Armed Forces Day and the centenary of the Battle of the Somme provide stark reminders of the extraordinary service of our armed forces, and the ultimate sacrifice they are prepared to make to keep us safe.
A hundred years ago, brave soldiers from the United Kingdom and the British Empire paid that ultimate price on the battlefield of the Somme, the stage for one of the bloodiest battles in human history. It saw more than one million wounded, killed or missing on both sides — affecting the lives of millions more back home.
The first day of the campaign saw almost 20,000 British Empire soldiers lose their lives — the deadliest day in the history of the British Army.
Last week, commemorative services took place across the country, and pivotally at the Thiepval Memorial to the Missing, which towers over the rolling Picardy fields in northern France, the site of those awful 141 days.
The memorial itself is the largest Commonwealth war memorial in the world, carrying the names of more than 72,000 officers and men from the UK and South Africa killed on the nearby front, who have no known grave. Rarely can you find a bleaker reminder of the horror of armed conflict, and the sheer human loss of that Great War.
So often when we think of war our minds are taken back (and in many ways quite rightly) to the First and Second World Wars. However, for me, the Falklands conflict is also a real reminder that, even today, at any moment, 140,000 British servicemen and women stand ready to face danger to protect us all.
In February this year I visited the Falkland Islands to pay tribute to the 255 troops who lost their lives during the 1982 conflict.
I travelled at the invitation of the Falkland Islands Government, and as part of a cross-party group of Labour and Conservative MPs to support the Falkland Islands’ right to self-determination and their continued desire to remain British. In 2013, the people of the Falkland Islands voted in favour of remaining a UK overseas territory. Of the 1,517 votes cast in the two-day referendum, on a turnout of more than 90 per cent, a firm 1,513 were in favour, while just three votes were against.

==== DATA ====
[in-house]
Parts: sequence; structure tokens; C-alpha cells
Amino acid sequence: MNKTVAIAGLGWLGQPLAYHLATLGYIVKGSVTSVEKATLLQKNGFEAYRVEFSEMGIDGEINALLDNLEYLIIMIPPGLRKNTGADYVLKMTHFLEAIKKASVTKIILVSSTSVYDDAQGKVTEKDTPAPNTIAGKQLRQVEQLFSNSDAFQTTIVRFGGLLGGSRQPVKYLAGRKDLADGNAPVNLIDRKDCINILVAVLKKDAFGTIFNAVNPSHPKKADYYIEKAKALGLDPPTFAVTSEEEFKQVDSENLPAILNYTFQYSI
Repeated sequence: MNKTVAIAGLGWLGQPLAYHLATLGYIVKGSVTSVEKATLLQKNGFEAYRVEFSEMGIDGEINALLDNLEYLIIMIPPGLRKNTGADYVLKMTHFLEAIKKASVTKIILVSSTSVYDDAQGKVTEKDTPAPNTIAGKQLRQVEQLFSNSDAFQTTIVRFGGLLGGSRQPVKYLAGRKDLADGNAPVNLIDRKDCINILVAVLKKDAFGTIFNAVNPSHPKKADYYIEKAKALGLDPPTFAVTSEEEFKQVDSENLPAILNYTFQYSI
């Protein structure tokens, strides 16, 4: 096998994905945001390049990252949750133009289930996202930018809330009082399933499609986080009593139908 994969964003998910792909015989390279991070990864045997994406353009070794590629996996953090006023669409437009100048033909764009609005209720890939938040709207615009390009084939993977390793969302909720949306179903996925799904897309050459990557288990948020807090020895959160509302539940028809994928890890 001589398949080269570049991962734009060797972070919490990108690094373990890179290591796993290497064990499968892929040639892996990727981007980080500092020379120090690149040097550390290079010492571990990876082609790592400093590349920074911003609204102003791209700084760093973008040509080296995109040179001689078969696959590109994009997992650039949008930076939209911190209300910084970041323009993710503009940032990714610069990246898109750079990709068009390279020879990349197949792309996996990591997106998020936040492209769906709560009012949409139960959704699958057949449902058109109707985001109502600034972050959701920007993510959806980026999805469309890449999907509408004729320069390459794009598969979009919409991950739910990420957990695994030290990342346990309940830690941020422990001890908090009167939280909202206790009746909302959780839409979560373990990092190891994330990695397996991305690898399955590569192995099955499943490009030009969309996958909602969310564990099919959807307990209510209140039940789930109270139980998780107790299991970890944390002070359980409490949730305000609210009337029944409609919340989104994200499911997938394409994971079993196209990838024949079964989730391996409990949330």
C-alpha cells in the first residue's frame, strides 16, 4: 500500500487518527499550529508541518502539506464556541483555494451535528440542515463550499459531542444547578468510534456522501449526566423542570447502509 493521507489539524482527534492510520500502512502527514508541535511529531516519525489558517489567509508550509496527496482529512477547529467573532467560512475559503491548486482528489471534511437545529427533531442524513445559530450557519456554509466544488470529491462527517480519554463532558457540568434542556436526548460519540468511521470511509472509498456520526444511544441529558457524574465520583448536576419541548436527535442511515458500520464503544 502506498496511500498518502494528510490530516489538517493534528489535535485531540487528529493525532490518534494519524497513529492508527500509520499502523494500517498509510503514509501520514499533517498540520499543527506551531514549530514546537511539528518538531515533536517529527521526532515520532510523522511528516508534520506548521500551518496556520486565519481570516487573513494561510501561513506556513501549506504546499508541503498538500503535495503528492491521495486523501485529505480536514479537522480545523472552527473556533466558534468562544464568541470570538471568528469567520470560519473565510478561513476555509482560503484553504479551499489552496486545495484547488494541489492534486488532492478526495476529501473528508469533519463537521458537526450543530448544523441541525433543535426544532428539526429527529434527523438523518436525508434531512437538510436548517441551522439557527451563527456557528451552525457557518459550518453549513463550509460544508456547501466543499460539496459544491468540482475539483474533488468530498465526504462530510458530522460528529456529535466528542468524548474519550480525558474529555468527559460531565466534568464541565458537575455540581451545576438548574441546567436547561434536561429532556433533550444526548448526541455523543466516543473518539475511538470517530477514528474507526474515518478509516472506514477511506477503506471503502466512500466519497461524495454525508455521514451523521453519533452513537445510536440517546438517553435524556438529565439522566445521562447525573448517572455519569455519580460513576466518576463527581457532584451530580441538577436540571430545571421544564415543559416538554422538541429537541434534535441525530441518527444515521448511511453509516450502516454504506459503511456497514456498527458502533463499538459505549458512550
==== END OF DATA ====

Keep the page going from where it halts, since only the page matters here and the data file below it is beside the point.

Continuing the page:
The presence of British troops is still warmly welcomed by the islanders, with the memory of the conflict of 1982 firmly lodged in hearts and minds, and with the work of our armed forces on the Falklands fundamentally underpinning their ability to self-determine as British.
While there, I was most honoured to meet the forces commander, and many of our fine troops, at the Mount Pleasant military base. The service they provide and stand for, is truly humbling.
It is a valuable reminder that Armed Forces Day is about remembering those troops on active service, who at any given moment are willing to give up their lives for Queen and Country, just as so many did in 1982.
On my trip, I presented the Falklands Governor, His Excellency Colin Roberts, with some special bottles of Farne Islands and Tyneside Blonde Beer, which had been given to me by Hadrian Border Brewery. It was a real honour to present the local ale as a reminder that back home would be raising a glass to our brave servicemen and women on Armed Forces Day.
It was also great to see a full programme of events in Hexham for the day on June 25, including the display of military vehicles and equipment with personnel from the 3rd Regiment Royal Horse Artillery and a troop inspection of the Fifth Fusiliers. I was also sure to attend a weekend service at Hexham Abbey to mark the centenary of the Battle of the Somme.
Our country owes our veterans a debt of gratitude, not just in the Falklands and the Great War, but across the world and through the centuries. Armed Forces Day, and the centenary of the Somme, are important reminders of the need to recognise the contribution that their service makes to our country, and an opportunity to offer thanks for their efforts.
I think I speak for all my constituents when I say how proud and indebted we all are for keeping us safe.